Accordingly, an ample area through which the magnetic flux is allowed to travel with ease is created by simply widening the area of the base portion 344 of the rotor tab only on the side where the magnetic flux travels in a significant quantity, i.e., only on the side located along the opposite direction from the direction in which the rotor 302 rotates. By setting a greater width along the circumferential direction, only on one side along the circumferential direction as described above, the permanent magnet 292 can be installed with ease from the side along the axial direction on which the base portion 344 is not widened, as shown in FIG. 63A. It is to be noted that the technical concept of assuming a greater width in the base portion along the circumferential direction only on one side along the opposite direction from the direction in which the rotor 302 rotates can also be adopted in a rotor 302 such as that shown in FIG. 63B with rotor tabs thereof formed with a substantially uniform width along the axial direction. This structure, too, allows easy installation of the permanent magnets 292 while assuring an ample sectional area through which the magnetic flux can travel with ease.

Furthermore, it is desirable to form a bevel 348 at the two edges of each rotor tab along the circumferential direction. FIGS. 64A and 64B show rotor tabs with bevel 348 formed therein. As these figures clearly indicate, the width Bi of the bevel located on the side along the direction opposite from the direction in which the rotor 302 rotates, i.e., on the side where the base portion 344 assumes a greater width, is set greater than the width Bd of the bevel located on the side located along the direction in which the rotor 302 rotates. Furthermore, the bevel angle θ1 on the side opposite from the direction in which the rotor 302 rotates is set smaller than the bevel angle θ2 assumed on the side along the direction in which the rotor 302 rotates, as shown in FIG. 64C. It is to be noted that the ratio Bd/Bo with Bo representing the width of the rotor tabs measured along the circumferential direction should be set within a range of 0.03˜0.3 and that the ratio Bi/Bo be set within a range of 0.2˜0.55. In addition, it is desirable to set the bevel angle θ1 within a range of 6˜25, whereas the bevel angle θ2 should be set in a range of 6˜45.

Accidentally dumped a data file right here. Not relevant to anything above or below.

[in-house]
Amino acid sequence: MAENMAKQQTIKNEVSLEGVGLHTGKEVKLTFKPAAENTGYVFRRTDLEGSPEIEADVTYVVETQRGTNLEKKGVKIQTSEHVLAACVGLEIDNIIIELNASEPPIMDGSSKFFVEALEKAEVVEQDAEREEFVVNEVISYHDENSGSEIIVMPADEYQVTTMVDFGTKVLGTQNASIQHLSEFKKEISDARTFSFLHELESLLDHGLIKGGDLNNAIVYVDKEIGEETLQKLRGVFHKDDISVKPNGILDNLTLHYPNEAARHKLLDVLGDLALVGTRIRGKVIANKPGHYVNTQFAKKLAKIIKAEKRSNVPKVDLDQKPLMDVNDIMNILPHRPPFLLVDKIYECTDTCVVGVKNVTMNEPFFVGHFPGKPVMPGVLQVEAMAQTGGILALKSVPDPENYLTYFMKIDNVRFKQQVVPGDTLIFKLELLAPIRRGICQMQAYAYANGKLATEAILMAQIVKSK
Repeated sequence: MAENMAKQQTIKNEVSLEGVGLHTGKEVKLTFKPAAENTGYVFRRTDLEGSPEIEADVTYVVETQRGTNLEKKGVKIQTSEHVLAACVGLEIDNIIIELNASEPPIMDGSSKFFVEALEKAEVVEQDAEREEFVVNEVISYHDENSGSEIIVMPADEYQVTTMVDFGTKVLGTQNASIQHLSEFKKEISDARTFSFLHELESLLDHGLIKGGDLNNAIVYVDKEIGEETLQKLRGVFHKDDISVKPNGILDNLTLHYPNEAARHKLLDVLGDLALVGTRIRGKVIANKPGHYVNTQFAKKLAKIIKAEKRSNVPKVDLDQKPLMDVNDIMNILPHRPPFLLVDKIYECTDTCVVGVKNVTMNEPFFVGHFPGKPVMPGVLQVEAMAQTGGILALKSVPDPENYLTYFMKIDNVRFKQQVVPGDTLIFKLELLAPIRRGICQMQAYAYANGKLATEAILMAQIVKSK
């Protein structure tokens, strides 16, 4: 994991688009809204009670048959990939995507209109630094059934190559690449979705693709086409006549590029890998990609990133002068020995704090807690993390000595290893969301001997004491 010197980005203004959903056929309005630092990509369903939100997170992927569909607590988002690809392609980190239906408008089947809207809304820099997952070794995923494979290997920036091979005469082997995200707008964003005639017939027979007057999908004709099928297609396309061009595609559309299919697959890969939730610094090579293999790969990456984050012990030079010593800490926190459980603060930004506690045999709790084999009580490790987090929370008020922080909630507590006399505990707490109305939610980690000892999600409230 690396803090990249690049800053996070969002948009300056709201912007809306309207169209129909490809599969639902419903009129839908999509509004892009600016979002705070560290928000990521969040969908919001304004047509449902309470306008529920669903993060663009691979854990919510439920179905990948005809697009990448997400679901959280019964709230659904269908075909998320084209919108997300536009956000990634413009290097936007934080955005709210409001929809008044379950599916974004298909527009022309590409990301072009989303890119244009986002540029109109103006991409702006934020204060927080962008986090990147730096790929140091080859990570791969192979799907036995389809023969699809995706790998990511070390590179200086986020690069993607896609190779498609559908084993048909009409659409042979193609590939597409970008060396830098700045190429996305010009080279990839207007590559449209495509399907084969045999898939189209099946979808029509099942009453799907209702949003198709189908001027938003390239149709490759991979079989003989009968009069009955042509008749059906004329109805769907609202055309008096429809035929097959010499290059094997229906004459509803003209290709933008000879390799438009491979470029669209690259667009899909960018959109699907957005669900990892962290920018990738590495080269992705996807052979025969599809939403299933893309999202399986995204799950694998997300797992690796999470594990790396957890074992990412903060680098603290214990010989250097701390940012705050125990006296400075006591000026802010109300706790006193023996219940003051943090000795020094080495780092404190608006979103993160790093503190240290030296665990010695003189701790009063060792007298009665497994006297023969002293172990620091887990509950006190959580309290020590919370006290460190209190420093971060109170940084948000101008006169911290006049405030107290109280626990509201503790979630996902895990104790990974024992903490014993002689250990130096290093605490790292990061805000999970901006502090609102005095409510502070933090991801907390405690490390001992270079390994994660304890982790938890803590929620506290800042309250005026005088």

The presence of these bevels 348 assures a smoother magnetic fluctuation to manifest between the stator tabs, which, in turn, allows the level of magnetic noise to be reduced. It is to be noted that since the bevel width on the side opposite from the direction along which the rotor 302 rotates is increased in the embodiment, the magnetic noise can be reduced by averaging the magnetic flux density distribution at the rotor tab surfaces and thus disallowing any reduction in the output attributable to the magnetic flux loss. In addition, while displacement of the permanent magnets 292 along the radial direction is disallowed via tab collars 56 ranging on the sides of the rotor tabs at their edges along the circumferential direction, these tab collars 56 should assume a width of 0.8˜4 mm along the circumferential direction in order to assure optimal balance assuring a lowered strength of leakage flux through the rotor tabs and maximized strength. In addition, the thickness is measured along the radial direction should be set within a range of 0.8˜3 mm in order to assure a satisfactory level of mechanical strength.

FORTY-SECOND EMBODIMENT

In reference to FIGS. 66A to 66C, the forty-second embodiment of the present invention is described. FIG. 66A is a perspective of a phase stator corresponding to a specific phase achieved in the forty-second embodiment. FIG. 66B is a side elevation of the phase stator achieved in the forty-second embodiment, viewed from the inner circumferential side. FIG. 66C is a sectional view of one of the stator tab magnetic poles achieved in the forty-second embodiment, taken through the front surface thereof. It is to be noted that the same terms and reference numerals are assigned to structural elements identical to those in the other embodiments. Bevels 348 are formed at each of the stator tabs 238 and 258 in the forty-second embodiment. As in the bevels at the rotor tabs described earlier, the bevels 348 are formed so as to achieve a greater bevel width Bi on the side opposite from the direction along which the rotor 302 rotates than the bevel width Bd assumed on the side along the direction in which the rotor 302 rotates. Furthermore, the bevel angle θ1 on the side opposite from the direction in which the rotor 302 rotates is set smaller than the bevel angle θ2 assumed on the side along the direction in which the rotor 302 rotates, as shown in FIG. 66C. It is to be noted that the ratio Bd/Bo with Bo representing the width of the stator tabs 238 and 258 measured along the circumferential direction should be set within a range of 0.03˜0.3 and that the ratio Bi/Bo be set within a range of 0.2˜0.55. In addition, it is desirable to set the bevel angle θ1 within a range of 6˜25, whereas the bevel angle θ2 should be set in a range of 6˜45.